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    One-third of US households used government’s free COVID test website: CDC

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    About one-third of American households used tests from the free at-home COVID-19 test site launched by the Biden administration, new federal data shows.

    COVIDTests.gov was first launched in January 2022, when President Joe Biden pledged to give out 1 billion free rapid tests to combat the omicron surge at the time.

    The site was temporarily shut down in fall 2022 but relaunched in December as part of the White House’s winter preparedness plan.

    The Centers for Disease Control and Prevention, which published its report Thursday, said more than 70 million test kits were shipped across the United States. The CDC report details how many kits were used and which groups used them.

    The agency conducted a survey of 3,400 Americans aged 18 and older between April 14, 2022, and May 13, 2022, who were tested for COVID-19 in the previous six months.

    PHOTO: A Covid-19 antigen rapid test kit, manufactured by iHealth.

    A Covid-19 antigen rapid test kit, manufactured by iHealth.

    Toby Scott/SOPA Images/LightRocket via Getty Images

    Results showed that 59.9% of households — equivalent to about 77 million households — had ordered government kits. Only 38.3% — equivalent to about 49 million — reported using a test kit.

    Of that group, 23.6% said they likely would not have tested without the COVIDTests.gov program.

    There were no major differences when it came to who used the site by race and/or ethnicity.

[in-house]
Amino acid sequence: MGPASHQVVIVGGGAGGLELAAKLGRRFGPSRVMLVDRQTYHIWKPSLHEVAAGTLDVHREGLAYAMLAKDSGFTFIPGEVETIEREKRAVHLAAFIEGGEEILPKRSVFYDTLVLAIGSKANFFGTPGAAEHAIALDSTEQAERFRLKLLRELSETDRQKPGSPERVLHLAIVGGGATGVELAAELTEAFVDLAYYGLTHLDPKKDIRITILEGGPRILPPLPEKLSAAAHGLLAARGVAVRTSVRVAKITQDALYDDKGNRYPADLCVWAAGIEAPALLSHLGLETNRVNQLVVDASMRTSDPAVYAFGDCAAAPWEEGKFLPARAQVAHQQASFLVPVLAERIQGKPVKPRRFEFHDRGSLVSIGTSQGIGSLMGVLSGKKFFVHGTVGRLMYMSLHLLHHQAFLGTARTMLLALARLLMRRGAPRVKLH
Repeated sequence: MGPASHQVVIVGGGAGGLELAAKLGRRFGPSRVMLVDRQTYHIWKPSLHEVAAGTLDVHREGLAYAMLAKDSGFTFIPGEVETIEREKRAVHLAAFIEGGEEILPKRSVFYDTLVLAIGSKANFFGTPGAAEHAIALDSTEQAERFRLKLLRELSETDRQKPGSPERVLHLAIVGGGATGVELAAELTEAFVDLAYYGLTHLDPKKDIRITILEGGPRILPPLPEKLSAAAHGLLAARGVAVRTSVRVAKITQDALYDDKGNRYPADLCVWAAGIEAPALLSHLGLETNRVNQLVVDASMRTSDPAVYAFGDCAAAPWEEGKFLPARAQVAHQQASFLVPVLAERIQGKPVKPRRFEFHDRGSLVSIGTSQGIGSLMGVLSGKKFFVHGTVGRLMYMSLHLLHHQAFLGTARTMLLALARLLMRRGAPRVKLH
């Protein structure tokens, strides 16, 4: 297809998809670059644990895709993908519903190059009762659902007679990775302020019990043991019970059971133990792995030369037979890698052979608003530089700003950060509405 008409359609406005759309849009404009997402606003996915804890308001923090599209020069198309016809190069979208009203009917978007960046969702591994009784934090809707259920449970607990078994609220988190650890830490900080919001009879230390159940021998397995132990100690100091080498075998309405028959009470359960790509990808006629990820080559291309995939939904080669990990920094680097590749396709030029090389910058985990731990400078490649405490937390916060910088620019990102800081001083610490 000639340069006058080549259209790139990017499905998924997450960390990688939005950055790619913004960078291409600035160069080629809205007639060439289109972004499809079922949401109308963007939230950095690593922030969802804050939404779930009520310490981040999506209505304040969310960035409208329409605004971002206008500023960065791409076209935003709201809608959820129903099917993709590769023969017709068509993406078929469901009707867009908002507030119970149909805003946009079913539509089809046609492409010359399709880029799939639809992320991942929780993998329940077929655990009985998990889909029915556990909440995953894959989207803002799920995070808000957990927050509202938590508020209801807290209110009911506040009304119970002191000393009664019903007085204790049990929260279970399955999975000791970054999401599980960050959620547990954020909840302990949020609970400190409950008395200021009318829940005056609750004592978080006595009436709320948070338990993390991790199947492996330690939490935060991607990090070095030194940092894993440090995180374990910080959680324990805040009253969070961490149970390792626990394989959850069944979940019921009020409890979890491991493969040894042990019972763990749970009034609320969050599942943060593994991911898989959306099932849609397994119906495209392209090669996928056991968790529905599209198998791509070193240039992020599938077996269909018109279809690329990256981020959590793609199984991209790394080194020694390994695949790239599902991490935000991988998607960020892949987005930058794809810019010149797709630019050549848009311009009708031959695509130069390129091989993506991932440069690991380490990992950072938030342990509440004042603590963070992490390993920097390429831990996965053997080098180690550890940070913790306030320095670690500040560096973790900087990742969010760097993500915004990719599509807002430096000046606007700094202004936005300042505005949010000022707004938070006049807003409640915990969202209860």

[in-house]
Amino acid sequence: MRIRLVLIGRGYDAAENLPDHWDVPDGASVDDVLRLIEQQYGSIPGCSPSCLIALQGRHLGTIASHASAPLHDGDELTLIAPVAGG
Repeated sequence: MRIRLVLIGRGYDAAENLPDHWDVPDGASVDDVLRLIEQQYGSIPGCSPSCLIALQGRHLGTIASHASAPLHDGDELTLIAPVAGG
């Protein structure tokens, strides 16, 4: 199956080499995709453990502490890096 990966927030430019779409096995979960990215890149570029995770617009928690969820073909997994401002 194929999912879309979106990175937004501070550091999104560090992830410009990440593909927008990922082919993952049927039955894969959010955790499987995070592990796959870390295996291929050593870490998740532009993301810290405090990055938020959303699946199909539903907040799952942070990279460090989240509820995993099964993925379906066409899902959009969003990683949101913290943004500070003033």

About 42.1% of Black households placed at least one order as did 41.5% of Hispanic households, 34.8% of white households and 53.7% of households of other races.

    As for other at-home tests — such as from a pharmacy, a doctor’s office or a drive-thru site — only about 11.8% of Black households used them compared to 45.8% of white households.

    “Compared with White persons, Black persons were 72% less likely to use other home test kits,” the report read. “Provision of tests through this well-publicized program likely improved use of COVID-19 home testing and health equity in the United States, particularly among Black persons.”

    Households made up of those aged 65 and older were the least likely to have used a test kit from the website, with only 26.8% doing so.

    Meanwhile, households with individuals between ages 18 and 34 were the most likely to use a kit.

    There were no major differences when it came to who used the program based on which region of the U.S. they lived in, education level or household income.

    Additionally, participants were asked if they were aware of the COVIDTests.gov program and how the experience was.

    PHOTO: Free iHealth COVID-19 antigen rapid tests from the federal government sit on a U.S. Postal Service envelope after being delivered on Feb. 04, 2022 in San Anselmo, Calif.

    Free iHealth COVID-19 antigen rapid tests from the federal government sit on a U.S. Postal Service envelope after being delivered on Feb. 04, 2022 in San Anselmo, Calif.

    Justin Sullivan/Getty Images, FILE

    The CDC found that 93.8% of households knew what the program was. Among those who used the test kits 95.5% rated the experience as “very acceptable” or “acceptable.”

    “These data indicate that provision of free COVID-19 tests through the COVIDTests.gov program was not only widely used, but also provided a mechanism for millions of persons to receive COVID-19 testing who otherwise might not have,” the authors wrote.

    “Moreover, this program likely led to improvement in equity of COVID-19 testing … these findings support the substantial health value of national programs that address critical health needs during a pandemic response,” they continued.

    ABC News’ Cheyenne Haslett contributed to this report.

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